I did a couple of test patches to see if it would cover - one with two coats of ordinary emulsion and one with a base coat of Dulux Once and then a top coat of the colour I was going to use.

However, the red is still showing through slightly on both test areas.

Is there a product that I could use to cover the red - or am I destined to three coats of emulsion?

crown decorating centre paint called covermatt, covers almost anything in one coat dont be fooled by retail paint trade paint all the way.

Also, an obscure thought comes to mind - I'm sure I saw something once about using green over red to cancel it out before using a top coat. Am I dreaming or does that work?

Any help much appreciated - I really don't want to have to strip and re-paper the walls.
Back to top
 Alert Moderators
jpb123

from United Kingdom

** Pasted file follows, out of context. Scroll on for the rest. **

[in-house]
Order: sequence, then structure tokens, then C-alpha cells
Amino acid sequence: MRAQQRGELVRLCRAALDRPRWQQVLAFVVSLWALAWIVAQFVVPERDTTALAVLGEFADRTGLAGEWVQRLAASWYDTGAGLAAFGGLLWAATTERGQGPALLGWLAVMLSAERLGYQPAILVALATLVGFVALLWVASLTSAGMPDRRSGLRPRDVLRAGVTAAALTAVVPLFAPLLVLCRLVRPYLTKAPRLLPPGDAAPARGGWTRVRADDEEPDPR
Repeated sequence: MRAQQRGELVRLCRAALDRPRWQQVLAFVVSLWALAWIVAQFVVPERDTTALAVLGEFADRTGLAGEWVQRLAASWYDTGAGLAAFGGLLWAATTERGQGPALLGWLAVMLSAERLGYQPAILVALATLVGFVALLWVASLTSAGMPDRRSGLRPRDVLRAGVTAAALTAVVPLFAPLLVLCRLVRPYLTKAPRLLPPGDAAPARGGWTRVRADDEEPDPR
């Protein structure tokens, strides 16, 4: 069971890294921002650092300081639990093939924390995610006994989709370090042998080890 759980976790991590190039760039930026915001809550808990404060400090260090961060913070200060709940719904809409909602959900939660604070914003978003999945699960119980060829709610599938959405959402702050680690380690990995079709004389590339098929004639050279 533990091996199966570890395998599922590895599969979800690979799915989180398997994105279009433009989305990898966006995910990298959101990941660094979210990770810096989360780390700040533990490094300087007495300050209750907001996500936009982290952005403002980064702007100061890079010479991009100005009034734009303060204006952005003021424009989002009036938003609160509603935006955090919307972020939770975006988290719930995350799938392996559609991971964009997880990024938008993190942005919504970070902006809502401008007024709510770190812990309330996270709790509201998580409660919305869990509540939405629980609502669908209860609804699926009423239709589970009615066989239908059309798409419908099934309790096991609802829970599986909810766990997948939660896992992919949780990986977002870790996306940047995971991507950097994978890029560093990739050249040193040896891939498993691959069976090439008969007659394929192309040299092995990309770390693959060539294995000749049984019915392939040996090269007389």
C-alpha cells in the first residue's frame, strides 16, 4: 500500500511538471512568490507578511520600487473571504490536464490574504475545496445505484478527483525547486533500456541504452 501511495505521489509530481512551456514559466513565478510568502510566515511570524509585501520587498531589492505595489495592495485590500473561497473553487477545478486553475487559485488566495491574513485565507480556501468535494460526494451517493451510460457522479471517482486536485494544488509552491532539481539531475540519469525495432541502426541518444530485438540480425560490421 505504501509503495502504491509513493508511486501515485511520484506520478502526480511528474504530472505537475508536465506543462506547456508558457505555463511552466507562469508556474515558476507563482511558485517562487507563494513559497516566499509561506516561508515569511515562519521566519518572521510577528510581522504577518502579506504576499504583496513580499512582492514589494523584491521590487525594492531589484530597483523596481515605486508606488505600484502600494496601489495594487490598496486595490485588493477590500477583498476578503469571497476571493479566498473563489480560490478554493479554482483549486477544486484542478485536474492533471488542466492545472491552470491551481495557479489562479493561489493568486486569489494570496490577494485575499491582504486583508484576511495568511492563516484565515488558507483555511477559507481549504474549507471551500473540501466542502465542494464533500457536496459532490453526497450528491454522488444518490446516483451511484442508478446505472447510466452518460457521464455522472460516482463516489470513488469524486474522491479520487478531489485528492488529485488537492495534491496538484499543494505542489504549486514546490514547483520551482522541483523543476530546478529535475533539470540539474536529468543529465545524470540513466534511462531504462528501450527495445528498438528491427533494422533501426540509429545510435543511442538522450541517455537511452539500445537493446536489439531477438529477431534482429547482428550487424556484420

Joined: 21 Feb 2010
Posts: 5
Location: Tyne and Wear,
United Kingdom
Thanked: 1 time

PostPosted: Sun Mar 14, 2010 9:41 am Reply with quote

crown decorating centre paint called covermatt, dont be fooled by retail paint, trade paint all the way. icon_biggrin.gif
Back to top
 Alert Moderators
minoka123

from United Kingdom

Joined: 13 Mar 2010
Posts: 31
Location: Bedfordshire,
United Kingdom

PostPosted: Sun Mar 14, 2010 12:04 pm Reply with quote

white oil based undercoat will cover over it drys in a couple of hours too make sure everything well covered as its oil based and you have plenty of ventilation as it is quite stroung when wet
Back to top
 Alert Moderators
Robbie uk

from United Kingdom

Joined: 09 Apr 2007
Posts: 1441
Location: Cheshire,
United Kingdom
Thanked: 161 times

PostPosted: Sun Mar 14, 2010 10:07 pm Reply with quote

The dyes in the red motifs will keep bleeding through emulsion. Oil based undercoat as said will probably seal it or something like Zinnser BIN. Then when dry emulsion over as normal.
Back to top
 Alert Moderators
Alison556

from United Kingdom

Joined: 06 Dec 2007
Posts: 1036
Location: Dundee,
United Kingdom
Thanked: 10 times

PostPosted: Sun Mar 14, 2010 11:18 pm Reply with quote